As war winds down, a shakeup lays ahead for the UAV fleet
With the United States out of Iraq and the U.S. military drawing down in Afghanistan, much is changing across the Defense Department. That includes one area of defense technology that came of age during the wars in Southwest Asia: unmanned aerial vehicles.
As the U.S. pulls out, what will happen to all these unmanned aerial vehicles (UAVs) that came to play a critical part in the conflict?
DOD’s fleet is expected to shrink along with the rest of the wartime military. Some UAV programs will be shuttered along with the forward-operating bases and other combat-zone operations. Others will continue development and potentially serve in future roles and incarnations.
They all pose a “managerial issue,” according to a top DOD official.
“There will be things that we built up for the wars in Iraq and Afghanistan that are not worth keeping in the force structure, because they’ll be outdated or they’re not suited to more contested air environments,” Ashton Carter, deputy defense secretary, said May 30 at the American Enterprise Institute in Washington. “Afghanistan is not a contested air environment; you can fly around as much as you want. That won’t be the case everywhere in the world.”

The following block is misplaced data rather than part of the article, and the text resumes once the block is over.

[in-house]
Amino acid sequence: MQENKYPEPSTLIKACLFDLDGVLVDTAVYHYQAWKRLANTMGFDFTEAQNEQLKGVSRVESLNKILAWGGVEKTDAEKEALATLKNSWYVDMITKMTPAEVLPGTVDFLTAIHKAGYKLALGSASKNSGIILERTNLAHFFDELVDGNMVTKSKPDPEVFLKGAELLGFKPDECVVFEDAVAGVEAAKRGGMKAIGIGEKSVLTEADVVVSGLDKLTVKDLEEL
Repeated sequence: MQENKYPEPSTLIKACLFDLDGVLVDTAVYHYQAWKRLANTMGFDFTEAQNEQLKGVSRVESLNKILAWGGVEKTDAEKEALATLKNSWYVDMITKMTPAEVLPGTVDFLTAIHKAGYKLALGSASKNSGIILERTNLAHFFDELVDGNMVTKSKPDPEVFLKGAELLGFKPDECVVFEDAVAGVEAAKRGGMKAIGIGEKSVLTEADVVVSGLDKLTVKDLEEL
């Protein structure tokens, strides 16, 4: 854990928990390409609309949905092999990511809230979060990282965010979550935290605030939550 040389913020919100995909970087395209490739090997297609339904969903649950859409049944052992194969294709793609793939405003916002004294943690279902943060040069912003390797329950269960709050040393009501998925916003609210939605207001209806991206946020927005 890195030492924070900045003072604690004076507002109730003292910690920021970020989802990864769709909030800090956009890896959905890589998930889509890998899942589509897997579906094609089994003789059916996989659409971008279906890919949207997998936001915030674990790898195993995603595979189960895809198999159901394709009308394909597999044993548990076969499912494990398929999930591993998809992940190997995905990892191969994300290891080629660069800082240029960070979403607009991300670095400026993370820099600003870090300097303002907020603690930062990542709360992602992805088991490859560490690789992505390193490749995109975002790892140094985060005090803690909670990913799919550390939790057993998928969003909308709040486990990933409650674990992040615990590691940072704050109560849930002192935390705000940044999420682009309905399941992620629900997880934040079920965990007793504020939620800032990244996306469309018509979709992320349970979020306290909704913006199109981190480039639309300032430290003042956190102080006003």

Some UAV programs were developed and deployed quickly, with less-than-perfect features and capabilities. Those will likely face sunset. Others, like the Reaper and the Liberty turbo-prop fleet, will be part of the enduring force structure, Carter said.
But for the UAVs that will live on, DOD must determine how to make them work in the future military. That includes figuring out how to man, train and equip the UAVs of tomorrow.
“That’s an example of the transition [that we face], and it has the man-unmanned transition aspect to that also. So there are a lot of difficult adjustments going on here at the same time,” Carter said.
Posted by Amber Corrin on May 31, 2012 at 12:54 PM